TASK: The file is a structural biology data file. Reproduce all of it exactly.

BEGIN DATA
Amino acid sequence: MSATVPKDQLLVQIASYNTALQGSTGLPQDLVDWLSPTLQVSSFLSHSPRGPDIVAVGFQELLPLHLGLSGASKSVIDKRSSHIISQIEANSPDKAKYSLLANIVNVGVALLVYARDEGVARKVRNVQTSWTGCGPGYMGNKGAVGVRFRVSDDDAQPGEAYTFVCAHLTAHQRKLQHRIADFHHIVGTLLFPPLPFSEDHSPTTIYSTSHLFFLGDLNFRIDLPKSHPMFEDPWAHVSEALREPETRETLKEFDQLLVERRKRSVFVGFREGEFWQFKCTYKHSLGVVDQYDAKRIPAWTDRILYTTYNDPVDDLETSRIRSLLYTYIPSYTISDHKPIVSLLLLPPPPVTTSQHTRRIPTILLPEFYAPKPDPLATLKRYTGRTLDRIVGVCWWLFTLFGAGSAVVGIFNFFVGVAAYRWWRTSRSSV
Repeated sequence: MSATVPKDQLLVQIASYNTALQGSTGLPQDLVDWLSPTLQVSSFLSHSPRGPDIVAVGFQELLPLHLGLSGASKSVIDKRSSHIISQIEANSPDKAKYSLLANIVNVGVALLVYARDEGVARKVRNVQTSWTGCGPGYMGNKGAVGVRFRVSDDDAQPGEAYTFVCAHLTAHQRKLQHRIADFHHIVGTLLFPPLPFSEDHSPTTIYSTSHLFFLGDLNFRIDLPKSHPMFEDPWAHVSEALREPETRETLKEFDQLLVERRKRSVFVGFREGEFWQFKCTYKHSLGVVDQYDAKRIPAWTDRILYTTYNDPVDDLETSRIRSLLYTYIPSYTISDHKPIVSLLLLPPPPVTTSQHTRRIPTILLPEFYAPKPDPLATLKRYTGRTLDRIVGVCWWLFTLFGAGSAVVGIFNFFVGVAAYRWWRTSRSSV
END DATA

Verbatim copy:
Amino acid sequence: MSATVPKDQLLVQIASYNTALQGSTGLPQDLVDWLSPTLQVSSFLSHSPRGPDIVAVGFQELLPLHLGLSGASKSVIDKRSSHIISQIEANSPDKAKYSLLANIVNVGVALLVYARDEGVARKVRNVQTSWTGCGPGYMGNKGAVGVRFRVSDDDAQPGEAYTFVCAHLTAHQRKLQHRIADFHHIVGTLLFPPLPFSEDHSPTTIYSTSHLFFLGDLNFRIDLPKSHPMFEDPWAHVSEALREPETRETLKEFDQLLVERRKRSVFVGFREGEFWQFKCTYKHSLGVVDQYDAKRIPAWTDRILYTTYNDPVDDLETSRIRSLLYTYIPSYTISDHKPIVSLLLLPPPPVTTSQHTRRIPTILLPEFYAPKPDPLATLKRYTGRTLDRIVGVCWWLFTLFGAGSAVVGIFNFFVGVAAYRWWRTSRSSV
Repeated sequence: MSATVPKDQLLVQIASYNTALQGSTGLPQDLVDWLSPTLQVSSFLSHSPRGPDIVAVGFQELLPLHLGLSGASKSVIDKRSSHIISQIEANSPDKAKYSLLANIVNVGVALLVYARDEGVARKVRNVQTSWTGCGPGYMGNKGAVGVRFRVSDDDAQPGEAYTFVCAHLTAHQRKLQHRIADFHHIVGTLLFPPLPFSEDHSPTTIYSTSHLFFLGDLNFRIDLPKSHPMFEDPWAHVSEALREPETRETLKEFDQLLVERRKRSVFVGFREGEFWQFKCTYKHSLGVVDQYDAKRIPAWTDRILYTTYNDPVDDLETSRIRSLLYTYIPSYTISDHKPIVSLLLLPPPPVTTSQHTRRIPTILLPEFYAPKPDPLATLKRYTGRTLDRIVGVCWWLFTLFGAGSAVVGIFNFFVGVAAYRWWRTSRSSV